I have no idea when I started listening to Roots, or why, but I do know that I like the Britishness of it, which is evident from the opening track. ‘Again & Again’ reminds me so much of what was happening in the Midlands back in the late 70’s with the Ska revival, it’s dancehall, reggae and an MC with a British voice and I think that link to the past, that sound, that feeling, is what drew me to it.

[Chorus]
Again and again and again, we come fi improve ya
(Oh hear we, oh hear we!)
Again and again and again, we bust a big groove Manuva
(Lord!)

A lot of people don’t know about Smith
How I came to the scene, and came to uplift!
Eradicatory sanctions of righteousness
Pentecostal son, coming from the heartlands
With every breath and every noun
We dare not stop burning Babylon down
With every penny, every pound
Reflective of the rebel heart and the rebel sound
Dedication to dem life and dem causes
I did dem tours and settled those scores now
I’m back at the drawing board
And I’m sketching out two plans with two crystal balls
I see the future and the culture looks corroded
Lose that chap, man. But them dudes are just posers
I don’t know where to show this
So I’m about to bring that back
Whether we chant, rap or sing that back
It go

[Chorus x2]

Anytime we chant that ting, you know we rap that ting!
We just might clap that ting, but
We ain’t on some boasting about
We gotta make moves, no loafing about!
He ain’t got no clout, she ain’t got no clout
Still they wanna come here, come run up their mouth!
They wanna know what Manuva’s about:
Check my catalogue, you’ll see with no doubt!
We don’t sell out, but we sell a tune or two
Beaten by a wooden spoon or two
But the pain that break me is the pain that make me
And the pain that take me is the pain that help me maintain
Life ting in the frame you know
We’re straight kicking the bin – it go
I don’t know where the soul is
So I’m about to bring that back
Whether we chant, rap or sing that back
It go

[Chorus x2]

Food? Well
And clothes? Well
His style? Well
His skin? well
His shoes? well
Manuv’s? And well
Well, baby, yeah baby
Oh yes, Roots Manuva, the talk of the town
So watch all the people ?sending come fi yuh the run?
Fi anywhere we go, we have the man and control
Roots Manuva is the star of the show
You know-oh

[Chorus x4]

I don’t often include lyrics, but I felt like it today. For me, that’s got hit single written all over it, but I don’t get to decide these things, unfortunately. If I were in charge I would have replaced any of the tracks in the below 2008 chart with ‘Let The Spirit’ from this album, I think it’s a better track than all of them. That’s one of the problems with singles charts in particular, it is not a gauge of quality but of how generically appealing something can be.

chart2008

Here is ‘Let The Spirit’, Am I right?

There are a lot of styles across the tracks on this album, popping up here and there, and there are a lot of catchy numbers, top among them for me being ‘Let the Spirit’ which was a single but didn’t trouble the charts much, in fact, side A & B are chock-a-block with them. C & D are a little darker perhaps, but still really good tracks,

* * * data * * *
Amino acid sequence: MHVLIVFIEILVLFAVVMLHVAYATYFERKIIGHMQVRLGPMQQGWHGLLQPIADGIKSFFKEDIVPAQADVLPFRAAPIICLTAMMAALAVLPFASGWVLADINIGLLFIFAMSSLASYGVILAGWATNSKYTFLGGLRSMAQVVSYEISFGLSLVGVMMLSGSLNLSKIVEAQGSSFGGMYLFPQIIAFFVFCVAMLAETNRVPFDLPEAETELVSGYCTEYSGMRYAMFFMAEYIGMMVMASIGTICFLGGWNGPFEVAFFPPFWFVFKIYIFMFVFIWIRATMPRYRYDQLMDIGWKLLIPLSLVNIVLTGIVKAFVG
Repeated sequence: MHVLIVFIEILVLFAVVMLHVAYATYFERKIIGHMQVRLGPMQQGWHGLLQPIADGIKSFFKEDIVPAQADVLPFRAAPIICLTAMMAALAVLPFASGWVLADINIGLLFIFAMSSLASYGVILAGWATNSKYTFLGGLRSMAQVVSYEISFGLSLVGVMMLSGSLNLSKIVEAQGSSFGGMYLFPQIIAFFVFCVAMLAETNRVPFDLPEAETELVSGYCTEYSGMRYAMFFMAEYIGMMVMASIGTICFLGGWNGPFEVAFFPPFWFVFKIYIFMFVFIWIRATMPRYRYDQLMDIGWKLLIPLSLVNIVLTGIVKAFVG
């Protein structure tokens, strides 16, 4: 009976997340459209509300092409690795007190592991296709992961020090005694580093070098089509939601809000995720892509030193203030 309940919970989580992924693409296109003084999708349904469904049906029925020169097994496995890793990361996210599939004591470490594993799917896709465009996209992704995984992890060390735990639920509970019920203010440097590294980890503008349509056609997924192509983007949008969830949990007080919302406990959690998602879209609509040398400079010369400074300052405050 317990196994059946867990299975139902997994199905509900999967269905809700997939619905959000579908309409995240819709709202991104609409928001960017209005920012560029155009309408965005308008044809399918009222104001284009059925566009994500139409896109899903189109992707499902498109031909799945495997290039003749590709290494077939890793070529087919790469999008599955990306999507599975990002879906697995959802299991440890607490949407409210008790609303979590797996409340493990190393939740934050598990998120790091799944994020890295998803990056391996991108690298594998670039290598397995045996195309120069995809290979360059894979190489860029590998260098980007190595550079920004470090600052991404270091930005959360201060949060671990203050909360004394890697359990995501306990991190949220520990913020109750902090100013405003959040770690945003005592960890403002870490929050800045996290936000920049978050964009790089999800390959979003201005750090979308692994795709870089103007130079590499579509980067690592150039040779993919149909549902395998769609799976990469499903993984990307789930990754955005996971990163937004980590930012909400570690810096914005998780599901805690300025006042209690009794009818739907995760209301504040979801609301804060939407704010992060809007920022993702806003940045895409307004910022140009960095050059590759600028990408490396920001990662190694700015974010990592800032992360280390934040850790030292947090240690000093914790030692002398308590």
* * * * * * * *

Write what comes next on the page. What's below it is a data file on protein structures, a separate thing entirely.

Hip Hop Connection magazine named it Album Of The Year 2008, and they know better than me.

Tracklist
A1 Again & Again
A2 C.R.U.F.F.
A3 Let The Spirit
B1 Do Nah Bodda Mi
B2 Kick Up Ya Foot
B3 A Man’s Talk
B4 Buff Nuff
C1 2 Much 2 Soon
C2 Do 4 Self
C3 The Show Must Go On
D1 It’s Me Oh Lord
D2 I’m A New Man
D3 Well Alright
D4 The Struggle

If you liked either of the tracks above then do seek out more, Roots Manuva is brilliant at what he does.

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Record Fair: Rugby Town Hall

I went to  record fair in Rugby this morning at the town hall. It’s very impressive size wise from the outside but I went in the side and in to a rather small room that had 8 stalls. There were the usual stalls with volume at a low price but with little of interest, lots of 80’s stuff that wasn’t very good then and hasn’t improved with time. There were also a couple of stalls with some really good stuff, I could have spent several hundred pounds at these if I had that sort of disposable income, which I don’t, so I had to be rather selective.

The first thing I bought was the only Radiohead album I don’t have on vinyl, Pablo Honey, their debut. It’s a re-issue but it’s on coloured vinyl, which suits me fine as I do love a bit of coloured vinyl.

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I know Radiohead have issues with the song ‘Creep’ but I was quite surprised to see this one has 154 million views on youtube, which suggests it might be quite popular.

From the same stall I bought ‘Kiss Me’ Kiss Me’ Kiss Me’ by the cure, not in the best of condition but OK. It’s one of my favourite Cure albums so it’s nice to get it. They had quite a few but the prices on some of them were prohibitive, at least for me.

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Finally, from the same stall I bought what turned out to be an unofficial pressing of Computer World by Kraftwerk, I had thought it probably was but its green vinyl, I was seduced for I am weak.

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I fail to comprehend how anybody could not love ‘Pocket Calculator’, just listen to it, it’s amazing.

The next thing was a copy of ‘The Pearl’ by Harold Budd and Brian Eno. I’m picking up Eno albums when I see them. I’d like the Ambient series but they are so bloody expensive.

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And sticking with Harold Budd I bought ‘The Moon & The Melodies’ A very nice copy, which is basically a Cocteau Twins album.